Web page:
The unprecedented growth trend for U.S. cycling sales that began in March accelerated even further in April, according to The NPD Group. April sales for traditional bikes, indoor bikes, parts, helmets, and other accessories grew a combined 75% to $1 billion compared to last year. This is the first month since NPD began tracking the cycling market that sales have reached $1 billion in a single month. Typically, April sales fall between $550 and $575 million.
Bicycles suitable for family use, neighborhood riding, and those with more approachable price-points showed the strongest year-over-year sales gains. Lifestyle/leisure bikes, which are more basic adult bicycles sold at prices under $200, grew by 203%; front suspension mountain bikes were up by more than 150%; and children’s bikes increased by 107% for the month. Accessories sales also grew, including helmets (+49%), water bottle cages (+60%), and bike baskets (+85%).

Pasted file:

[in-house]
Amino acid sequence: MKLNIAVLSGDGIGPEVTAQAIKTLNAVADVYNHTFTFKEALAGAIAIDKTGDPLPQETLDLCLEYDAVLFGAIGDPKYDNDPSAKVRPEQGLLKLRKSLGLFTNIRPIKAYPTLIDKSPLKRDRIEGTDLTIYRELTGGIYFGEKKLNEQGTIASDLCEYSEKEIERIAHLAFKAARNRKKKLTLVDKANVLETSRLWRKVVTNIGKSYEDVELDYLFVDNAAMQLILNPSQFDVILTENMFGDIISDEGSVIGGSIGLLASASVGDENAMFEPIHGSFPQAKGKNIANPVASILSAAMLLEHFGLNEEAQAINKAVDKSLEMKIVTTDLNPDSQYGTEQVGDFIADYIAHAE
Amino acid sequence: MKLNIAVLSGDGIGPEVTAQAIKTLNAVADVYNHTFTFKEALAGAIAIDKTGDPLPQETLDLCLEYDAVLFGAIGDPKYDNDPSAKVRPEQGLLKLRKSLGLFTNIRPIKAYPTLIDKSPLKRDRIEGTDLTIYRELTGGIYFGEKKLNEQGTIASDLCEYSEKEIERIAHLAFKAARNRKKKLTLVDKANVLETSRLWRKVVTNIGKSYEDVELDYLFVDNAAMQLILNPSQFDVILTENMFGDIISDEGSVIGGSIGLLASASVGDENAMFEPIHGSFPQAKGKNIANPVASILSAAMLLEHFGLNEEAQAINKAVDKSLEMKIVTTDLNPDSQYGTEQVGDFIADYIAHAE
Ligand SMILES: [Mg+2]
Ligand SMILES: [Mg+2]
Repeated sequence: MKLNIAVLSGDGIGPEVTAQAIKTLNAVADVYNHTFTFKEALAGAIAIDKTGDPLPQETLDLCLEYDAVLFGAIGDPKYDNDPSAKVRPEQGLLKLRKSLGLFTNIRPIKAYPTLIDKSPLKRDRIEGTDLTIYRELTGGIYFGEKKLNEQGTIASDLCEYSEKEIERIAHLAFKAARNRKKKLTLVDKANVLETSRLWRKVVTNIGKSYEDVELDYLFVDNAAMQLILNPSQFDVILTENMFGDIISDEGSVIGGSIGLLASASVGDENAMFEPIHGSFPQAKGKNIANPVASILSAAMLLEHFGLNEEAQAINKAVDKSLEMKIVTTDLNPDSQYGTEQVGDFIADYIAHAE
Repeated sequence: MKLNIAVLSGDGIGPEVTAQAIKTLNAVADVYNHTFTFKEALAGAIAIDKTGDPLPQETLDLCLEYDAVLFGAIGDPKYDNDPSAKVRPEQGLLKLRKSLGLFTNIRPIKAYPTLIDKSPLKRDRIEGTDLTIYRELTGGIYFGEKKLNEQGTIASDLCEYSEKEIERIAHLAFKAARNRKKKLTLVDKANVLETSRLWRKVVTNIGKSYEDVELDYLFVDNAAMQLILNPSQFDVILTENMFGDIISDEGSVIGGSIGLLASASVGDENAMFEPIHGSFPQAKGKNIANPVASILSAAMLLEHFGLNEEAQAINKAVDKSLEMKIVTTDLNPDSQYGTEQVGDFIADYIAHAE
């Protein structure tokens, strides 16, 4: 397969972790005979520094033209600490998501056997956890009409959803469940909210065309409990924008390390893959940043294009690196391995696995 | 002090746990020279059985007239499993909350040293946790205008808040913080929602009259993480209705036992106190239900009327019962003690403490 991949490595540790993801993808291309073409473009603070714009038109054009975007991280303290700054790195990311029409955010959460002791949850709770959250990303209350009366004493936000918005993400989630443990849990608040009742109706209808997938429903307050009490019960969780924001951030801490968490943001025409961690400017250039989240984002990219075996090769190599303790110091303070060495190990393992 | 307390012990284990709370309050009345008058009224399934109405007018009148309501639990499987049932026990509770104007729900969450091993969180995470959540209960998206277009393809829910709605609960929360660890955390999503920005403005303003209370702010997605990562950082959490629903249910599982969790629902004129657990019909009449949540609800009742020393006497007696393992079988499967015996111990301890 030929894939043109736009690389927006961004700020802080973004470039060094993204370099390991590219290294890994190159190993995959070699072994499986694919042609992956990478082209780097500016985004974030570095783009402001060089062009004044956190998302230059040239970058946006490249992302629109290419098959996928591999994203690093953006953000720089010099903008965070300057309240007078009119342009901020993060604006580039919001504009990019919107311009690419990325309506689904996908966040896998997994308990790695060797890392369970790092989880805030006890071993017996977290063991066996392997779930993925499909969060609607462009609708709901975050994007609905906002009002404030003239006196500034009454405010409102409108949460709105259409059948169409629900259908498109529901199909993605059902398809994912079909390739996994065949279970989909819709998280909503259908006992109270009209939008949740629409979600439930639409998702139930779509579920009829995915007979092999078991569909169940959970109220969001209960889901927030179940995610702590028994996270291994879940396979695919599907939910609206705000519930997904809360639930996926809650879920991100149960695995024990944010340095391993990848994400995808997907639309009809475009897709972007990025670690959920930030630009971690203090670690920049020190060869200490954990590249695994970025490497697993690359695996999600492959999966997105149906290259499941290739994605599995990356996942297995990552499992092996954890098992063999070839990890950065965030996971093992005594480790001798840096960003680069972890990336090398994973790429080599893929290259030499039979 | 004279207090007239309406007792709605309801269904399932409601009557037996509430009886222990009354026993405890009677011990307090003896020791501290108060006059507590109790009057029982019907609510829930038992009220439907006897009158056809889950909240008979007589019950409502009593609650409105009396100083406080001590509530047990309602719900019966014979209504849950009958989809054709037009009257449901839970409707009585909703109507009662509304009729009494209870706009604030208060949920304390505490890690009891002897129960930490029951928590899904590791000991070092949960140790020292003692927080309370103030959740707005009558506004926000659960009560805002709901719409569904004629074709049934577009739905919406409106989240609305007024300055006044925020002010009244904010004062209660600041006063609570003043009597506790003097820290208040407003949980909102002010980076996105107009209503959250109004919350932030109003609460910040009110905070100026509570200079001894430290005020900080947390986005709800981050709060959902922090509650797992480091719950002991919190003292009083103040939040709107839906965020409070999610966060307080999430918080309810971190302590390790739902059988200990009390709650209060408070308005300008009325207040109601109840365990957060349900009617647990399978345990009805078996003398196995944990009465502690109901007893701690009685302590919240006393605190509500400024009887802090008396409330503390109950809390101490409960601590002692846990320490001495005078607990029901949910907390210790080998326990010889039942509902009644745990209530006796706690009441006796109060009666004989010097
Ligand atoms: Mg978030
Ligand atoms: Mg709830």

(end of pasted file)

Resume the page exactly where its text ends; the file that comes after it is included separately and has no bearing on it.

“For far too long the cycling industry has been solely focused on the pinnacle athlete, but these results show that a broader, family and beginner focus can reap gains,” says Matt Powell, NPD’s sports industry advisor. “This is a silver lining, and one of the important sports retail lessons to come out of the pandemic.”
Another trend that emerged in March and amplified in April was the purchase of cycling equipment for indoor riding. Stationary bike sales grew by 270% for the month, with April sales the second-highest that NPD currently has on record. Trainers and rollers, which allow bikers to mount their current bicycles and ride indoors, experienced a growth rate of 415%.
“The excitement that consumers are showing in cycling, particularly in recreational and family riding, is an absolutely amazing moment for the bike community. This is a unique and powerful chance for retailers, manufacturers, and non-profit organizations to engage new riders,” says Dirk Sorenson, sports industry analyst at NPD. “Continued growth will require them not only to have product in stock, but to focus on new riders’ basic needs such as how to fix a flat tire, or locating a family-friendly trail to ride. Addressing these basics right now has immeasurable ROI, and the industry should be laser-focused on servicing these new riders.”